July 2, 2021
By Steve Blumenthal
“We learned a long time ago…
that you can’t make a good deal with a bad person.”
– Warren Buffett,
Chairman and CEO of Berkshire Hathaway, Investor, and Philanthropist
As you ease into your long holiday weekend, I thought I’d share with you two presentations. The first is on bubbles from Ray Dalio, one of the most successful investors of our time. The second is “A Wealth of Wisdom” from the brilliant investor Charlie Munger and Warren Buffett. I really enjoyed listening to Munger and Buffett and hope you do too.
Are we in a bubble? Before I watched Dalio’s short “Is the Stock Market in a Bubble?” presentation, I would have put my money on YES. But he argued that while certain stocks (namely, emerging technology stocks) are in a bubble, the market as a whole is actually “frothy.” I think he is right.
One of my bubble charts looks at how far current price is from the long-term trend. I last shared the following chart with you in May. It considers the current price of the S&P 500 Index in terms of whether current price is above or below the long-term price “real trendline.” It can serve as a guide of sorts as to when to play more offense and when to play more defense. I think of it like this: Are the odds more or less in our favor in terms of coming returns and degree of risk? It’s signaling more defense today.
Here’s how to read the chart:
- The orange line in the middle section plots the Real S&P 500 Index back to the 1920s. “Real” means the price line is adjusted net of inflation.
- The dotted light blue line plots the long-term real trendline.
- The lower section (light blue line) plots how far above or below the orange line is from the dotted blue long-term trendline.
What makes this chart valuable is the data box in the upper left-hand side of the chart. It is easy to see that current price is far above trend (the solid red horizontal line in the lower section of the chart), as it was in 2000. The only period higher was in 1929. And the current deviation from the trend is higher than it was in 2007.
In his short video (link below), Dalio is saying tech is mostly in a bubble––but other areas are not. It’s kind of hard to bet against that guy. In addition to insights from Dalio, Munger, and Buffett, you’ll find the latest Trade Signals dashboard below. The trend remains bullish as we enter the seasonally more challenging July–October time of year. Channel your inner Art Cashin: “Stick with the drill—stay wary, alert and very, very nimble.”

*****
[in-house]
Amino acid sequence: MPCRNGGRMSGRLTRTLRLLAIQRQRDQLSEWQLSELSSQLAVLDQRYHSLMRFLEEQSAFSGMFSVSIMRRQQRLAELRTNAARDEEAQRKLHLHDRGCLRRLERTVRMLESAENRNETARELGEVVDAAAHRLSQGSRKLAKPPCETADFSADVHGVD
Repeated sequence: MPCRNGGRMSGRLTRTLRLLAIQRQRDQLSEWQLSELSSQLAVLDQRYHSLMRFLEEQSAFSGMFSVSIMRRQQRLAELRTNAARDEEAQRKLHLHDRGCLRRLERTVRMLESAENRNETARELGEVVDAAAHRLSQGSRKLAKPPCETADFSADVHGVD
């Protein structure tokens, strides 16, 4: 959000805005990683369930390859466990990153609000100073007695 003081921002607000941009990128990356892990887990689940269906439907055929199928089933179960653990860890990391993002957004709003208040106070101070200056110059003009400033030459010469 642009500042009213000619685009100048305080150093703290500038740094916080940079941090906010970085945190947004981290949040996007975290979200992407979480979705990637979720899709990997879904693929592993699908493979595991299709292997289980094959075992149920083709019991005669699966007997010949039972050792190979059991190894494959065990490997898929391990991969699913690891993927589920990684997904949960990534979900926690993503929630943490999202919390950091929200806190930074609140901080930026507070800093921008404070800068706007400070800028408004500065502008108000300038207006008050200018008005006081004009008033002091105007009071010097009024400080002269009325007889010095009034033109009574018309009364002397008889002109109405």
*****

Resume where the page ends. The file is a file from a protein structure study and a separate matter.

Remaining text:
I hope this note finds you on a beach with ear buds plugged in and a cooler by your side. Grab your favorite beach chair and an ice cold beer. Happy Fourth of July!
- “Is the Stock Market in a Bubble?” by Ray Dalio
- On My Radar: Navigating Stock Market Cycles
- Link to Buffett and Munger CNBC “Wisdom” Interview
- Trade Signals – The Great Art Cashin: “Stick with the drill – stay wary, alert and very, very nimble.”
- Personal Section – Leadership
“Is the Stock Market in a Bubble?”
by Ray Dalio
Six Conditions That Make a Bubble
In this short 10-minute YouTube video, Ray Dalio, shares his thoughts on how he measures stock market bubbles. As he puts it, “I’ve watched a lot of bubbles over my something like 50 years of investing and I basically thought there was six things that make a bubble.” Ray applies six bubble conditions to individual securities to gauge the aggregate percentage of stocks in a bubble. He then compares today’s “total stock market” and “emerging tech” stocks to the roaring 1920s, the dot-com bubble, and 2007––much the way I did with the NDR deviation from the long-term real trend above.
Ray concludes that emerging tech stocks have checked three of the six “bubble” conditions and the other three are “frothy”––the condition one notch below “bubble.” The total market in general is not yet in a bubble.
In this next USA Aggregate Bubble Gauge Percentile chart, he has circled the late 1920s and 2000. Current conditions are at the far right of the chart showing nearly 80% of stocks are in a bubble. Bottom line: It’s high and also higher than 2007, but not as high as some prior periods.
(SB side note: What I’m patiently waiting for are periods like 1980, 2001–02, and 2009–11. They present when leverage unwinds. We sit at record high margin debt and stupid things are occurring, like the Archegos Capital collapse in March 2021 when they defaulted on margin calls. Archegos was run by Bill Hwang. Hwang used swaps, a type of derivative that gives an investor exposure to the gains or losses in an underlying asset without owning it directly. This concealed both his identity and the size of his positions. Even the firms that financed his investments couldn’t see the big picture. Credit Suisse lost more than $5 billion and Nomura lost $3 billion.